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Prop. 8: Ronald George thinks Calif. voters would OK gay marriage

March 26, 2013|Maura Dolan
  • California Supreme Court Chief Justice Ronald M. George during a March 4, 2008, hearing on the state's original same-sex marriage ban.
California Supreme Court Chief Justice Ronald M. George during a March… (Pool / Getty Images )

SAN FRANCISCO -- Ronald M. George, the California Chief Justice who wrote the historic 2008 ruling that gave same-sex couples the right to marry, is now retired. He was on a conference call Tuesday  morning about efforts to reform California’s initiative process and did not now how the arguments had gone until noon.

“It’s been in the back of my mind,” said George, 73, a moderate Republican who retired from the court on Jan. 1, 2010. “This is something I could see coming back in 2004. It was a gathering storm.”

The state high court invalidated the marriages then-Mayor Gavin Newsom had permitted in violation of state law, but ruled 4 to 3 in 2008 that California’s marriage ban violated the state constitution. The ruling also was the first from any state high court to raise constitutional protections for gays and lesbians to the level reserved for race.

Almost exactly a year later, George wrote the 6-1 ruling that upheld Prop. 8 as a valid state constitutional amendment.

“As we knew it would be, the case ended up in our lap,” George said. He recalled a cartoon in a legal newspaper that showed a depiction of Newsom standing on top of San Francisco City Hall swinging a wrecking ball toward the California Supreme Court building across the street. There was a depiction of George on top of the state building.

“The caption was, ‘The ball is in your court,’ ” George recalled, chuckling.

He said strangers still approach him on the street and in restaurants to thank him for the marriage decision. He not only was its author but he provided the swing vote in the 4-3 ruling.

“It is rather amazing to me that so many of them do,” he said. “I have had people even now, in 2013, come up and thank me, sometimes very warmly, for the decision.”

He said every court case was extremely important to those involved, but the marriage decision he wrote was one  that affected so many lives. He said the current litigation matters to him “intellectually.”

“I feel it was unfortunate that Prop. 8 passed, in part because of out-of-state money coming in and maybe tipping the scales,” he said. “And by the same token, the campaign against Prop. 8 was not as effectively run as it could have been, in my view.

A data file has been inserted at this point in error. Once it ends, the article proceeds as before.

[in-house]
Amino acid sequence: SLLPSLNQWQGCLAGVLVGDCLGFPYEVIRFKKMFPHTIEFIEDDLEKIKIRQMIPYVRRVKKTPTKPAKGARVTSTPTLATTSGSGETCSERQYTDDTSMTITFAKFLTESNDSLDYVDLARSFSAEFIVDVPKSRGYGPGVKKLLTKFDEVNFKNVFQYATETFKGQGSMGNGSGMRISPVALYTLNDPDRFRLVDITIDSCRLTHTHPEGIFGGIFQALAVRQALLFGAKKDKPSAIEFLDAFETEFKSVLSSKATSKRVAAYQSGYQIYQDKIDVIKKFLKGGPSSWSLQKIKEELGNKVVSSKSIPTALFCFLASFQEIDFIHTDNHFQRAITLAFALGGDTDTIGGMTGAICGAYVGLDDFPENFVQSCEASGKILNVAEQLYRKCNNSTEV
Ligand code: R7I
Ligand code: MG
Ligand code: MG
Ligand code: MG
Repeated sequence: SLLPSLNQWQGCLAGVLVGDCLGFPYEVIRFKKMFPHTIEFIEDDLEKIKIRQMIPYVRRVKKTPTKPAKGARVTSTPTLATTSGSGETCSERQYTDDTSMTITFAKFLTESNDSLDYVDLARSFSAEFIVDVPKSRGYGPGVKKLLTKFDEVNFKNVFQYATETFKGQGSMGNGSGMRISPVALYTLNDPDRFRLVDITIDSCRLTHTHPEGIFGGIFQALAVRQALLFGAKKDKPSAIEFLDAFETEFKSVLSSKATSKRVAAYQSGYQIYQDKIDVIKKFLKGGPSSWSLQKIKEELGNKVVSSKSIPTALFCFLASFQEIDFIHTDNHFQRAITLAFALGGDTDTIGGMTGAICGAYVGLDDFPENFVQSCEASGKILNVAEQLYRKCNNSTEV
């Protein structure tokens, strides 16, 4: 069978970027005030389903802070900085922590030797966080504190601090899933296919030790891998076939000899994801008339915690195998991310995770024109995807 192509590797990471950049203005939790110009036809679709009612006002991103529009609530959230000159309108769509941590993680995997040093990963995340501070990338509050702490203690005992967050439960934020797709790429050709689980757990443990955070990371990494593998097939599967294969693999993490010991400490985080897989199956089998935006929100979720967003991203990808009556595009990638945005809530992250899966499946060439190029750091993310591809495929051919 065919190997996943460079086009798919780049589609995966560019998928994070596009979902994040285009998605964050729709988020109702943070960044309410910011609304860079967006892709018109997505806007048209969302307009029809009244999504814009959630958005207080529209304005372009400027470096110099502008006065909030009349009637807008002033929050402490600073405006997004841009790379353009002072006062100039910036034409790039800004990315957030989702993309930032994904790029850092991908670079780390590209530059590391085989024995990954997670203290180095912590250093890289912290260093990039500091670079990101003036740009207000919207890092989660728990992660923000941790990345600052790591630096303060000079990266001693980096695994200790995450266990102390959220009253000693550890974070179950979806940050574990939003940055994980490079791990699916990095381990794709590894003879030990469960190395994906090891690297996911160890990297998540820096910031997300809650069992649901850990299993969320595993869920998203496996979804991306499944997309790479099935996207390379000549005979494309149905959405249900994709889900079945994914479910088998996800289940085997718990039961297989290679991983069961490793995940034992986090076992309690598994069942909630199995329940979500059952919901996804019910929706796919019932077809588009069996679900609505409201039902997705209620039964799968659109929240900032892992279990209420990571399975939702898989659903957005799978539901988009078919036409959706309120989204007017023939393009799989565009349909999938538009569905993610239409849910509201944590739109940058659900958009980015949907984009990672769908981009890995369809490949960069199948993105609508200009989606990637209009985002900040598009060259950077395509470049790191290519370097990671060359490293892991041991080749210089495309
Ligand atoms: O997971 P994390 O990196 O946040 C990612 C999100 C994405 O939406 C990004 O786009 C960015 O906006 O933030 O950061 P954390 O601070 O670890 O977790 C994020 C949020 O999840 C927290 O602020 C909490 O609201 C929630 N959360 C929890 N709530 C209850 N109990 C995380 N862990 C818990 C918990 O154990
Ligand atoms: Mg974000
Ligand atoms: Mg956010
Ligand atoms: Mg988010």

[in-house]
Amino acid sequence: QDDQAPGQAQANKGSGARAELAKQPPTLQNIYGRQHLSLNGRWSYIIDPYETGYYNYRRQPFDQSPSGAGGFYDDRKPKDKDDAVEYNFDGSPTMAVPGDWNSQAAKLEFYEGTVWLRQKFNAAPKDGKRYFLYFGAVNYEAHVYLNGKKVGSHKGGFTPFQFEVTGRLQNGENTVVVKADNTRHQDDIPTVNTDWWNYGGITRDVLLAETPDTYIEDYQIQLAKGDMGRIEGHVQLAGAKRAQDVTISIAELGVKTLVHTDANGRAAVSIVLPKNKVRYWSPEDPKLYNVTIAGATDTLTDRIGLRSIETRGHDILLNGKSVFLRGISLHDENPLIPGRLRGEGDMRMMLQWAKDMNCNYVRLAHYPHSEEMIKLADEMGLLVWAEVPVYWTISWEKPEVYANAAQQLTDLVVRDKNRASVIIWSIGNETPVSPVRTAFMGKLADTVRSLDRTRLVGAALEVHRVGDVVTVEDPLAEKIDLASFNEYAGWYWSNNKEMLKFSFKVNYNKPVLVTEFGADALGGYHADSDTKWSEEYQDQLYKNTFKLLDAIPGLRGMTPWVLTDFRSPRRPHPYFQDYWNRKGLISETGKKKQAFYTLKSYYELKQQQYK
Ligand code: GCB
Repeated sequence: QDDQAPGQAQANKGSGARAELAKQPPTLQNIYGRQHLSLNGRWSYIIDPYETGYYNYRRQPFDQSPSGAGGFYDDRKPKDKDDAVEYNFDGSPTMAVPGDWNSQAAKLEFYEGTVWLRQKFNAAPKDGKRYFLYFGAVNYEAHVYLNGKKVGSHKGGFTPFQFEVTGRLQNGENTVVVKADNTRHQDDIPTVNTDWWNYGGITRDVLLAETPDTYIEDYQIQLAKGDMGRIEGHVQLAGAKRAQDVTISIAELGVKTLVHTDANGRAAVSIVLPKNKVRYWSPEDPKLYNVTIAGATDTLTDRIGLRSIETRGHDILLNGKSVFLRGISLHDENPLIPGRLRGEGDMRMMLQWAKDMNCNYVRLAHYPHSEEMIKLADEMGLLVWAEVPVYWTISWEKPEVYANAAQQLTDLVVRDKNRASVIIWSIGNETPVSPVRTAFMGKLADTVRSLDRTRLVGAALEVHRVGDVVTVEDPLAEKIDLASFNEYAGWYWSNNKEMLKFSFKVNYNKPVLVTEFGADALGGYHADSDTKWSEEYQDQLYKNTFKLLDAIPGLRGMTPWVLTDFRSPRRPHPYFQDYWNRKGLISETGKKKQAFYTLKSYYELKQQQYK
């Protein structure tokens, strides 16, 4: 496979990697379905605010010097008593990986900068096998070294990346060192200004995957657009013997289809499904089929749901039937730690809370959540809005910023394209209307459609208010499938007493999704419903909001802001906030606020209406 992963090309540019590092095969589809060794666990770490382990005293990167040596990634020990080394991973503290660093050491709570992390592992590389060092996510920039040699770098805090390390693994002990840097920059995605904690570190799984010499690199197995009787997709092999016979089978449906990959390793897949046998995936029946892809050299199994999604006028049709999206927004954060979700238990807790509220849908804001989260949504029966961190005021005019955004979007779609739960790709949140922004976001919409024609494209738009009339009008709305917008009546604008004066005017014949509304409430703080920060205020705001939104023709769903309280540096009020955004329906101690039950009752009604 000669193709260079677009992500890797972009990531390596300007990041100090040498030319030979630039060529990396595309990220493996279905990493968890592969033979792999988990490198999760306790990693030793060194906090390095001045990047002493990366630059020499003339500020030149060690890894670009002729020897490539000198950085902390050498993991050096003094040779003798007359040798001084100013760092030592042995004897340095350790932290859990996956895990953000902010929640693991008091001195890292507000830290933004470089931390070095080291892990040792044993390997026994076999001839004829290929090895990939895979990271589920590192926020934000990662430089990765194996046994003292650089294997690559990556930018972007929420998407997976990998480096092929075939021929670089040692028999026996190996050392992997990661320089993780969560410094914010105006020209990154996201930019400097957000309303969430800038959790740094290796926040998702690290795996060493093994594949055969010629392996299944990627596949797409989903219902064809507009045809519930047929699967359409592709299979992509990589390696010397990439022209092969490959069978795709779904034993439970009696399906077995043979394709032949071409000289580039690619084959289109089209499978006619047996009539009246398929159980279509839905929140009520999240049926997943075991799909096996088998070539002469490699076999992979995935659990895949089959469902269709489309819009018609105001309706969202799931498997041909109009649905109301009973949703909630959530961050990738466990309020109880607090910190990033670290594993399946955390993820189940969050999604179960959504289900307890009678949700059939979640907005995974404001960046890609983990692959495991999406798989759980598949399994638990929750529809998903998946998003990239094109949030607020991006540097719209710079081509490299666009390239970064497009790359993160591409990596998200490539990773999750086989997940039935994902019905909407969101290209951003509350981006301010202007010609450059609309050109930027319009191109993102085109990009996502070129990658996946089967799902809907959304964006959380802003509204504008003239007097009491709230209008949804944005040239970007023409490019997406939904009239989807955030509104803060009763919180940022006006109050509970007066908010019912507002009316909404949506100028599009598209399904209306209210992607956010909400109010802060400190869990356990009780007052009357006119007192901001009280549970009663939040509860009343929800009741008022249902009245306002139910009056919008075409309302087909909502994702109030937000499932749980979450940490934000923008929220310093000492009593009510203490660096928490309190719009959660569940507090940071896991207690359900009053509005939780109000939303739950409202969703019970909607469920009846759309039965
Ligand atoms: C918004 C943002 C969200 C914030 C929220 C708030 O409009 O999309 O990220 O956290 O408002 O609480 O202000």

“But having said that, the people have a right to amend to their Constitution.”

He said he believes a ballot measure to restore marriage rights to gays would “pass readily” today.

That  marriage rights for gay Californians  ended up in federal court and the case was only now being reviewed by the U.S. Supreme Court did not surprise him.

“I know that some of these things evoke a memory of Dickens’ 'Bleak House,'  but having become accustomed to that, it doesn’t surprise me this is still going on.”

He said he could empathize with the U.S. Supreme Court justices hearing the case “because judges invariably are called upon to put aside whatever strong views they may have personally and apply the law.”

“That is certainly what I did” in writing the 2009 ruling that upheld Prop. 8 as a valid constitutional amendment, he said.

He declined to provide legal analysis of the current case, explaining that he still had the judge’s instinct to remain apart of the fray and be neutral.

He said he was going to look at news accounts of the hearing but wasn’t particularly interested in listening to the tape.

“I have got other things to do,” he said. “I certainly know that although it may be entertaining to read the account of the hearing or hear the actual oral argument, it is often not the best of clue of how the court is going to come out.”

Justices ask questions to be a devil’s advocate, “to push somebody to the logical conclusion of the point they are trying to make, to try to expose weaknesses in an argument or attempt to prop up an argument or attempt to make a point with somebody three or four seats down on the bench,” George noted.

“There are so many different reasons why questions are asked at oral argument. It really is rare” for a justice to clearly show where he or she stands with a question, he said.

George is working on an oral memoir, which will be published in the fall, of his 38 years on the bench and the seven years preceding when he worked as a deputy attorney general.

He said his days are spent writing and reading and doing  “the ordinary activities of a retiree.”

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Twitter: @mauradolan

maura.dolan@latimes.com

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